Chapter 10 addresses the valuation of convenience stores.  All three approaches are discussed.  However, in accordance with Guidance Note 12 of the International Valuation Standards the most emphasis is placed on the capitalized earnings approach as it applies to the total assets of the business.  Because it is a component part of these assets, the value of the real estate dependent on earnings capacity.  This is the fundamental premise of the value of a convenience store.


Looking ahead, Automated Valuation Models (AVMs) for commercial property are one of the most promising developments in the appraisal profession today.  AVMs will play an increasingly important role in the future of commercial property valuation as more abundant and better quality market data becomes widely available.  Chapter 11 presents a prototype AVM for convenience stores based on the valuaion premises discussed in this book.  Comments on model design and measures of explanatory and predictive capability are included in Chapter 11, along with a discussion of some of problems commonly encountered and suggestions for further research.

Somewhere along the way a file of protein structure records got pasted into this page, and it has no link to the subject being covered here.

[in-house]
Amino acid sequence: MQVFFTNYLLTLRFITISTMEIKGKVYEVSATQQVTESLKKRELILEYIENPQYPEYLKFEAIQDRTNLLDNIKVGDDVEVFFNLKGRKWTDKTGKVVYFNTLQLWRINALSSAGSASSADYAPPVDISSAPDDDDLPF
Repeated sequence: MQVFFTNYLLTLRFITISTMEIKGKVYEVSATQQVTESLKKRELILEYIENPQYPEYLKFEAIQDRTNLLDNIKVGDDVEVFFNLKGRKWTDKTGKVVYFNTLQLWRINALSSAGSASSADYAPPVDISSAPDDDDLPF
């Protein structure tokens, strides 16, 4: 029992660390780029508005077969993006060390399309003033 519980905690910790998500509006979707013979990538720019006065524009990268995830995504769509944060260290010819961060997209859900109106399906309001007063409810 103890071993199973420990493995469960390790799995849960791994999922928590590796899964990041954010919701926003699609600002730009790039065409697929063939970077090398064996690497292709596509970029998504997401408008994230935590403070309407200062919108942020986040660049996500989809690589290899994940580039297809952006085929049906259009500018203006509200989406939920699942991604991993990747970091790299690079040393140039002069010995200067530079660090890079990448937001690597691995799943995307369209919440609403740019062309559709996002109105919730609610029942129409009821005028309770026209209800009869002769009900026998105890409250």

In Appendix A, the reader will find releveant material on the North American Industry Classification System (NAICS) codes for retail real estate, which are useful for accessing demographic data sources such as Site To Do Business.  Other appendices cover the International Valuation Standards, the International Financial Reporting Standards, FIRREA, and USPAP.


For a practical application of the valuation principles discussed in Chapters 1 through 10, the Appraisal Institute offers an online seminar, "Appraising Convenience Stores", which includes a case study covering the topics presented in this book.  The seven-hour seminar is available through the Appraisal Institute at http://www.appraisalinstitute.org/.